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Krut'aite from El Dragón mine, Antonio Quijarro Province, Potosí Department, Bolivia (picture width 2.5 mm).
CategorySelenide minerals
(repeating unit)
Strunz classification2.EB.05a
Dana classification2.12.1.8
Crystal systemCubic
Crystal classDiploidal (m3)
H-M symbol: (2/m 3)
Space groupIsometric
Space group: Pa3
Unit cella = 6.056 Å, Z = 4
Crystal habitOften found as inclusions or octahedral crystals.
Mohs scale hardness4
StreakDark grey
Specific gravity6.53 (calculated)
Ultraviolet fluorescenceNone
Common impuritiesCo, Ni, Fe, Hg

Krut'aite or krutaite is a rare mineral with the formula CuSe2. It crystallises in the cubic crystal system. It is part of the pyrite group, being composed of Cu2+ ions and Se22− ions.[1] The mineral is most often found as a dark grey aggregate consisting of tiny crystals no more than a millimeter in size. The crystals are opaque in any size. It has no industrial use, but it is a prized collector's item.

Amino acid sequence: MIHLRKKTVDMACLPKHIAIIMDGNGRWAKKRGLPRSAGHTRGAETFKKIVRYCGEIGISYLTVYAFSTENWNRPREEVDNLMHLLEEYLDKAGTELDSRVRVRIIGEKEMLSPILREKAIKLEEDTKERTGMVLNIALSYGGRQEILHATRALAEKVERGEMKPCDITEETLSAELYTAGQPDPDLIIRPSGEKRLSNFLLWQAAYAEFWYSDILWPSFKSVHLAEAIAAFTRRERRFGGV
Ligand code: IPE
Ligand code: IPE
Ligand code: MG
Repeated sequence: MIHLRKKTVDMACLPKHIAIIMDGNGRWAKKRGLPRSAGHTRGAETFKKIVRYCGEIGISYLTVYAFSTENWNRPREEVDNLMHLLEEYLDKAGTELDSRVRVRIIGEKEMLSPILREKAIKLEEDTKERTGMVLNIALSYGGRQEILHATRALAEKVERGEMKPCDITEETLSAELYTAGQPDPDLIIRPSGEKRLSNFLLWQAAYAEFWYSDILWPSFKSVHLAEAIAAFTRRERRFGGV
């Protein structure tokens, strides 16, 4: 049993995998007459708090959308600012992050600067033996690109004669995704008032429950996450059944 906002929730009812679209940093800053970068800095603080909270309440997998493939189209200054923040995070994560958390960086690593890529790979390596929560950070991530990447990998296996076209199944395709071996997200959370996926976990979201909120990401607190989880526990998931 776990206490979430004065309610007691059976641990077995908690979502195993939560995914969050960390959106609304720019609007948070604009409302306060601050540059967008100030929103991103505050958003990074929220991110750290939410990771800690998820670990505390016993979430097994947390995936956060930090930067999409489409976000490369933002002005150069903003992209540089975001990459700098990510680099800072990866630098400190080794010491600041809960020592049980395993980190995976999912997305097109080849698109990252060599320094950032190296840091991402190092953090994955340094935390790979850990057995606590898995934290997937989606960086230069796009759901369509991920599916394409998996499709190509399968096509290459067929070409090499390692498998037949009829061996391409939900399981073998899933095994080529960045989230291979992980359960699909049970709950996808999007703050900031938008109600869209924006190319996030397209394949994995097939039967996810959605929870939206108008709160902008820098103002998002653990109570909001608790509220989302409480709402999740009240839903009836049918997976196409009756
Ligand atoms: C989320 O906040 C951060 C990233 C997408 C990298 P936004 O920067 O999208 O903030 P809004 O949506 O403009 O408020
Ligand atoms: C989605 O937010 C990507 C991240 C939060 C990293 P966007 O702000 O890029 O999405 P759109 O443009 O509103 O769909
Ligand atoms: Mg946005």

Etymology and history

Krut'aite was first discovered in Petrovice in Okres Žďár nad Sázavou, Czech Republic and described in 1972 by Zdenek Johan, Paul Picot, Roland Pierrot and Milan Kvaček. It was named after the Czech mineralogist and director of the mineralogical laboratory of the Moravian museum, Tomáš Krut'a (1906–1998).[2] Since Krut'a is officially spelled with a Ť, the mineral is written correctly as Krut'aite, according to the rules established by the IMA. In older publications, the apostrophe is omitted entirely.


Krut'aite forms through hydrothermal processes and is often associated with clausthalite, eskebornite, berzelianite, uraninite, hematite, ferroselite, bukovite, umangite, chalcopyrite and goethite.[3] It forms a solid solution series with trogtalite.[1]

It was first identified in Petrovice, Okres Žďár nad Sázavou, Czech Republic , which is the only known locality in the Czech republic for the mineral, but it has since been identified in other places in the world.

Notable is the El Dragón Mine, Antonio Quijarro Province, Bolivia, where crystals up to a millimeter in size have been found.[4] Other localities include:[1]

Weintraube Mine, Lerbach, Rosenhof veins, Clausthal-Zellerfeld, Harz, Lower Saxony, Germany .

Tumiñico Mine, Sierra de Cacho, Villa Castelli, General La Madrid department, La Rioja, Argentina .

Yutangba Selenium deposit, Enshi Co., Enshi Tujia and Miao Autonomous Prefecture (E'xi Autonomous Prefecture), Hubei Province, China .

See also